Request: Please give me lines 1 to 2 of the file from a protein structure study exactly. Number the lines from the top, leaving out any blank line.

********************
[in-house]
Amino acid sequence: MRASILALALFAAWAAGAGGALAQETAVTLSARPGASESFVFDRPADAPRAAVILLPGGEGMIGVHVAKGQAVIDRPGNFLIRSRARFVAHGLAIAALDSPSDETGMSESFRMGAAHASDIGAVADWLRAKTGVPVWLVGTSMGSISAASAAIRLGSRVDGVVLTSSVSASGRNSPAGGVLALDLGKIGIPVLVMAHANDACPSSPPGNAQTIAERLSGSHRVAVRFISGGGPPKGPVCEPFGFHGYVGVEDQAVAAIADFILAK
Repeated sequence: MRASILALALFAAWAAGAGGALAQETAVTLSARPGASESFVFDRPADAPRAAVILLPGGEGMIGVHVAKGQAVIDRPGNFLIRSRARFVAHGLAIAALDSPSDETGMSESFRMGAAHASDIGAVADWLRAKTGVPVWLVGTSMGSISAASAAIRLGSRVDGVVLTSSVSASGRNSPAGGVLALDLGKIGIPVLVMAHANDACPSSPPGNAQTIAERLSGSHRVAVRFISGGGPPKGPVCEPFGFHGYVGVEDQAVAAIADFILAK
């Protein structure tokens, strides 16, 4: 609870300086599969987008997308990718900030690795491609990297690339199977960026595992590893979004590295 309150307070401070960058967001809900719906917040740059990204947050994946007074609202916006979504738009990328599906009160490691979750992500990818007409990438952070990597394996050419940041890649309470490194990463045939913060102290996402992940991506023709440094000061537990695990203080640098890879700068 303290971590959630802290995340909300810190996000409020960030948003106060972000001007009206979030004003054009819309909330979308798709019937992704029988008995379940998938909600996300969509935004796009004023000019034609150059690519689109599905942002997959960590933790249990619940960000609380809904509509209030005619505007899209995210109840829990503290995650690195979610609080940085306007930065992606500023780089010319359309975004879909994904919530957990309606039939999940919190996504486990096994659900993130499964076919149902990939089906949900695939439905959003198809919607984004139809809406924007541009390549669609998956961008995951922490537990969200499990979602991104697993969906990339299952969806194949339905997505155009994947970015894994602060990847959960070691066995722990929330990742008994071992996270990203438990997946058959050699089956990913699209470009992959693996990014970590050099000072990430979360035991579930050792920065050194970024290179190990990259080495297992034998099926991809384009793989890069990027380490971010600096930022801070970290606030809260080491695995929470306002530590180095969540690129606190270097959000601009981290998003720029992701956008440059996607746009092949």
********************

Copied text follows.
[in-house]
Amino acid sequence: MRASILALALFAAWAAGAGGALAQETAVTLSARPGASESFVFDRPADAPRAAVILLPGGEGMIGVHVAKGQAVIDRPGNFLIRSRARFVAHGLAIAALDSPSDETGMSESFRMGAAHASDIGAVADWLRAKTGVPVWLVGTSMGSISAASAAIRLGSRVDGVVLTSSVSASGRNSPAGGVLALDLGKIGIPVLVMAHANDACPSSPPGNAQTIAERLSGSHRVAVRFISGGGPPKGPVCEPFGFHGYVGVEDQAVAAIADFILAK